The Mountain Bike Life

Trail dogs have become a popular topic with more and more dogs making their way into mountain bike videos and magazines as of late. Since most mountain bikers love the outdoors, it’s no wonder so many are also dog owners. Dogs need daily exercise and it’s hard to have more fun exercising your dog than on a mountain bike.

It’s a fact, dogs love running off-leash,  as fast as they can through the forest. I can’t help but to have a smile on my face when I look back and see my dog flying through the woods with her tongue hanging out. I started riding with my dog – Fern, when she was just a few months old. Instantly she caught on and was getting the hang of staying out of the way of my wheels, and began to read the trail and know what my next move would be. After a few weeks of practicing in the yard and on quiet, easy trails, I had myself a new riding buddy.

Dogs are always up for hitting the trails, no matter how cold, wet, or hot of a day it is. Thankfully, mine always keeps up and but doesn’t mind stopping to take a photo or rest.

Not all dogs or dog breeds make good trail dogs, and not all trails are meant for dogs. Knowing your dogs ability to run and their stamina is important as you could be doing them harm by over exercising them. Don’t forget to bring along some water on longer riders for your furry friend too.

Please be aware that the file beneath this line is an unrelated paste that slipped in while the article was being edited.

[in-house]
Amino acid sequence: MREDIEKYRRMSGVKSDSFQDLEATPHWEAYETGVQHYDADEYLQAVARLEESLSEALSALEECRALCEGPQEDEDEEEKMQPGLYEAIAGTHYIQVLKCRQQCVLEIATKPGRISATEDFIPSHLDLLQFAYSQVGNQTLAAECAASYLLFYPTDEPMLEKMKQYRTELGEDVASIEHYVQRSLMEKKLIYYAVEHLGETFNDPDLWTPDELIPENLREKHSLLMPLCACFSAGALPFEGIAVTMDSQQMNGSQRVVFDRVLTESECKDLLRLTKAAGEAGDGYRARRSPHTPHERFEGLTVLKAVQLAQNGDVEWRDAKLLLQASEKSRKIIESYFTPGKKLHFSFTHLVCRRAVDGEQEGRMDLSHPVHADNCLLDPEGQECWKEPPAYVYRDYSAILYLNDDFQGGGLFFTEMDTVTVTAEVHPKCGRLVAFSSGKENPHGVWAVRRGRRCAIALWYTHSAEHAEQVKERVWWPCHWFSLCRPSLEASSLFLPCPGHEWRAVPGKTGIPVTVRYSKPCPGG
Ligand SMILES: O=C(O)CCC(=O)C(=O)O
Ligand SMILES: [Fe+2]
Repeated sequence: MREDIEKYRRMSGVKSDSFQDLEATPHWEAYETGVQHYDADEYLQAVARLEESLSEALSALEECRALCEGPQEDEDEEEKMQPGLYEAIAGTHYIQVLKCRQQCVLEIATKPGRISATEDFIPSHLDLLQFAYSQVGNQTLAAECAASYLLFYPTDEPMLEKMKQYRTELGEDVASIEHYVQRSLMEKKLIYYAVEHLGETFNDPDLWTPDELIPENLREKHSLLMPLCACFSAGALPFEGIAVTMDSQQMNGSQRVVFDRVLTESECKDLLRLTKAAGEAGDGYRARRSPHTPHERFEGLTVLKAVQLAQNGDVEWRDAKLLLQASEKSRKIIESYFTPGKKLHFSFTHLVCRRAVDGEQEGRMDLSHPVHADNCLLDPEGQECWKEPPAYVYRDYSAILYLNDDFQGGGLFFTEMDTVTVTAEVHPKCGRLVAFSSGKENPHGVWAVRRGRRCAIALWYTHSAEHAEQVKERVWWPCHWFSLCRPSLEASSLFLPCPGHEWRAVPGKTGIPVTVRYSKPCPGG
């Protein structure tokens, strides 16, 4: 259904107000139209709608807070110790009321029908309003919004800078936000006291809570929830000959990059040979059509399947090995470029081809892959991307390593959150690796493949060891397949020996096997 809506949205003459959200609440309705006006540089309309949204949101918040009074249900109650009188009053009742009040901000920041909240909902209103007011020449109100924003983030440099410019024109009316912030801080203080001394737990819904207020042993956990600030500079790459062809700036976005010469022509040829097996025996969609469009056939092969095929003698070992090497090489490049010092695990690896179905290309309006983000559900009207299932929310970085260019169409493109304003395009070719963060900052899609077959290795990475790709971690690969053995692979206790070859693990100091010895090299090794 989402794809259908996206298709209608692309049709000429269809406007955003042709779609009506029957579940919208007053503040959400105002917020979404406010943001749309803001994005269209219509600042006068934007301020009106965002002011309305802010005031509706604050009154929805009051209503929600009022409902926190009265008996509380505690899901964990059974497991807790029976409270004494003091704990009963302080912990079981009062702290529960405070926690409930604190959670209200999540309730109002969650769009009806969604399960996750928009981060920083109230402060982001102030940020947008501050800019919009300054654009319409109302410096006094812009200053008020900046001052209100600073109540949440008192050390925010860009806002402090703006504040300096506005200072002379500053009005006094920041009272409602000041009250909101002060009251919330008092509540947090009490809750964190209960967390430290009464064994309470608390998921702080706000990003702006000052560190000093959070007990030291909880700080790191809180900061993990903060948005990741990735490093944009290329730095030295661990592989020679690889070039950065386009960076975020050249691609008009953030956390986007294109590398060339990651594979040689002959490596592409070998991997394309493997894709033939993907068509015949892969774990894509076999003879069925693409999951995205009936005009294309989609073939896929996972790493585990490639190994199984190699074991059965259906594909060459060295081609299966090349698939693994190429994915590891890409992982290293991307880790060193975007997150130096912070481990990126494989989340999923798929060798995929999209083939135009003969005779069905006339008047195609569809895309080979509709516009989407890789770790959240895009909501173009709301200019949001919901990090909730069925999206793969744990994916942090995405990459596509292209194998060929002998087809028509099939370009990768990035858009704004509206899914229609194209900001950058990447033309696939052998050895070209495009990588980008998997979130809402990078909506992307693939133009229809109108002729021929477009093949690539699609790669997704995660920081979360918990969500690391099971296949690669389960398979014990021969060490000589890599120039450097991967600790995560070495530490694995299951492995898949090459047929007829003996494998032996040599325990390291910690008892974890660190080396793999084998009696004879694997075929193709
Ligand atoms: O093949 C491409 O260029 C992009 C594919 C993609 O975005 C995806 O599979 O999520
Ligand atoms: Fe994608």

Your dog should be comfortable around bikes and have good recall behaviour if you are going to be taking them off-leash on a trail. Know the trails before you take your dog on them. It could have sharp rocks that will cut their pads or be straight up too difficult for them. If it’s a busy trail where you know you will regularly encounter other riders; find another trail or leave your dog at home that day.

Be smart and look out for your dog’s safety, as well as the other trail users. I couldn’t imagine the grief it would cause if I hit someone’s dog while on my bike and killed it and I don’t even want to think what it would be like if that happened to my dog. There are no bad dogs, just bad dog owners.

I think the most important thing for me and my dog was to introduce her to bikes gradually as a puppy and start out riding really slow in the yard and steadily work up from that. Now, a year and a half later, when she hears the velcro on my shoes or me getting out my bike, she’s already stretching and is so stoked that we are about to go out and shred. 

What do you think? Should dogs be allowed on mountain bike trails?  

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